Thursday, January 6, 2011

Lie To Your Kids

After last night’s #ecosys conversation my head was spinning with thoughts and ideas and even more questions. The basis of our great conversation was around the role of parents in education. With that in mind I went back and looked over the tweets and wanted to expand some of my thoughts into a post on what I think a parent’s role should be. Before I get into that understand that I am both a parent and a teacher so I do sit on both sides of the fence. With that being said, these are simply my thoughts and not a policy I have implemented or one present in my school. As a teacher I adhere to the things I have list and as a parent I follow these items myself.


Putting together a list of expectations or guidelines for parents is especially difficult because all families are different and therefore should not be treated with a wholesale approach. Here are things that I feel are expectations that I would like to have and I feel are not too specific to create hurdles for any families.

• Read to/with your child every day. I encourage you to go behind just the Dr. Seuss books (even though I love them!) and create a variety of reading opportunities for your child. If you don’t have access to many books at home borrow or lend of libraries or friends.

• Ask your child every single day about how school was and don’t accept “fine” or “ok” as acceptable answers.

• Lie to them if you need to. This may seem like a bad one but hear me out. In school you might have hated math with a burning passion. If you tell your child that, they will inevitably hate math as well. Personally, I hate black olives and made the mistake of making a comment about this one night when ordering pizza. Ever since that day my oldest son will not eat them even though he used to like them. He just wants to be like dad and most kids do. So, don’t crush your child’s love for learning because of your personal experiences.

• Get your child to school every single day on time. If they ride a bus, make sure they get there. If you drive them, then get them there on time.

• Attend open houses and parent-teacher conferences. Show your child that you care and want to learn how they are doing and want to see their work. My son loves it when my wife or I come into his class to read or play with him.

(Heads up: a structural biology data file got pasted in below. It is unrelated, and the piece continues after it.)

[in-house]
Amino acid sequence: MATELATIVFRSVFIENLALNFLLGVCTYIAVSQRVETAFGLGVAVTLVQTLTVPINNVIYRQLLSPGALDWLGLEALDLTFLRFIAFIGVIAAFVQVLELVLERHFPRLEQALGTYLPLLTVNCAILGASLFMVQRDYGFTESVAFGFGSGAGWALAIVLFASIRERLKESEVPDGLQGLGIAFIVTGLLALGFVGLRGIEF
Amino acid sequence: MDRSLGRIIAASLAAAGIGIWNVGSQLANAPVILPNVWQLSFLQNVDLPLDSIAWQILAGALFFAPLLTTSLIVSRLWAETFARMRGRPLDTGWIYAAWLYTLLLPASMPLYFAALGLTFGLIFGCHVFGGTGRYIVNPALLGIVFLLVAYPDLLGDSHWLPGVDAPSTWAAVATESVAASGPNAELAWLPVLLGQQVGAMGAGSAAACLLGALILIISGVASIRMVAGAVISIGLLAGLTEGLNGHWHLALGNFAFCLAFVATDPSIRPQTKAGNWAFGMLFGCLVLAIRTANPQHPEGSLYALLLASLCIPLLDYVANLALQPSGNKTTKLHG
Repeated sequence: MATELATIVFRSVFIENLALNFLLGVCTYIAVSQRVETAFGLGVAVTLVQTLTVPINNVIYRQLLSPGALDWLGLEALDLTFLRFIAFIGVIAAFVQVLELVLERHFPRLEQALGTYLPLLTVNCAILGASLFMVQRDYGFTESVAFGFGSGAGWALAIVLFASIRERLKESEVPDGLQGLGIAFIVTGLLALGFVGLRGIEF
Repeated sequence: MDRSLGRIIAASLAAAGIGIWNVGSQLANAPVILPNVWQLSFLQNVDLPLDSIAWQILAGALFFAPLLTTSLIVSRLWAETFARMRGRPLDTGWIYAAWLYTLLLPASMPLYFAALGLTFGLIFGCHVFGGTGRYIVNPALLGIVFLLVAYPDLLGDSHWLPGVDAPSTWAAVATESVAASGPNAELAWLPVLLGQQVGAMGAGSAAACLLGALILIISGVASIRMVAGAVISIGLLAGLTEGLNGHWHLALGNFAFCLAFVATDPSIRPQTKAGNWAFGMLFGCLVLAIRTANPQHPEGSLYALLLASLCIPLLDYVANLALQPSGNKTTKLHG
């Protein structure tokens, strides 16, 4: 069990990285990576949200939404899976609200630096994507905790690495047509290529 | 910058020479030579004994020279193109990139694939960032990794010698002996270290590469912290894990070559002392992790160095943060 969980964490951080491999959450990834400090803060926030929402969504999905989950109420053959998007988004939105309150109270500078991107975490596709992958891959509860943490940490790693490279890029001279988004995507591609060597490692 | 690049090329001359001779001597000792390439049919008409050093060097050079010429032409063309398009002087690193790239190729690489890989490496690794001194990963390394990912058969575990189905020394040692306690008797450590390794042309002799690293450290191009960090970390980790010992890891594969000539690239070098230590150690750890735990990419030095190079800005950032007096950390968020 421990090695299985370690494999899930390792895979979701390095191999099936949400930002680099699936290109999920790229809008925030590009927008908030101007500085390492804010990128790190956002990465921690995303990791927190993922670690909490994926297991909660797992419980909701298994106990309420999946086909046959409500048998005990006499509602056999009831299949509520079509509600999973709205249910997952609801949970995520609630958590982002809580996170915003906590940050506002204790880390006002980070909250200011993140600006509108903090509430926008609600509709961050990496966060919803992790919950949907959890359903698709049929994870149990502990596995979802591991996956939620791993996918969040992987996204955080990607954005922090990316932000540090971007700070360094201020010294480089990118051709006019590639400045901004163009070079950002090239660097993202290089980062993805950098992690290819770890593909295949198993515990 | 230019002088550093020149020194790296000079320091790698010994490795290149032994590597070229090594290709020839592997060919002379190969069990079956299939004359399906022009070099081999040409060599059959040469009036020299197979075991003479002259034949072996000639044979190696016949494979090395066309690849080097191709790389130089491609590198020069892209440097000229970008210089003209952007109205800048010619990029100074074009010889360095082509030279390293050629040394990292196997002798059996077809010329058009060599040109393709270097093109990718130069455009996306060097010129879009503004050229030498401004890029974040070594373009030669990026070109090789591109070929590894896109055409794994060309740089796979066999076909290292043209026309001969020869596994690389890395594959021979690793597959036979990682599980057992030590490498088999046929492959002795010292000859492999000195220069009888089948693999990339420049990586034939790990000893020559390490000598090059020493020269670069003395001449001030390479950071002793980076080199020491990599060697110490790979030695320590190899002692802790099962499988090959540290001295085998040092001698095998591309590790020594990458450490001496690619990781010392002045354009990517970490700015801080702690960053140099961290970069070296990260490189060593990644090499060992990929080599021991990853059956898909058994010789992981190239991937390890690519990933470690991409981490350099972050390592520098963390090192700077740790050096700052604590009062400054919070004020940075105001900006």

• Ask questions, ask questions, ask questions. If you are not sure about a grade, activity, or assignment please email or call the teacher immediately. As a parent it is your right to understand what your child is doing and being asked to do.

• Trust, honor, and truly believe that teachers want the best for your child. When you have a question or concern, have this idea in the back of your head.

In making this short list I also thought it necessary to put some guideline for teachers when working with parents. It seemed only fair! Here is a list of teacher expectations when working with parents.

• Treat parents as teammates and not adversaries. We are all on the same team with the goal of student learning.

• Call or email parents regularly if nothing else to tell them their child is doing well.

• Be aware that every family dynamic is different and therefore should be treated differently. Don’t make assumptions based on your personal experiences or stereotypes.

• Make yourself available to parents so they see you as an approachable person. If you see a parent at the mall talk to them…not about their child! Attend an after school event like a sporting event or music concert. Let parents see you as a person and not just a teacher.

• Communication, communication, communication. Be crystal clear in your expectations for student behavior, work, and grades. Parents want to know what you expect of their child in every aspect of class so be overt about this. Don’t force them to guess.

At the end of the day most parents don’t view teachers as approachable and most teachers see parents as an unavoidable part of the job. This is unfortunate and unacceptable when thinking about the child involved. Parents and teachers need to work together to use every possible resource to help a child succeed. Key to all of this is to open lines of communicate and have a relationship beyond the twice a year parent teacher conferences you’re required to do.
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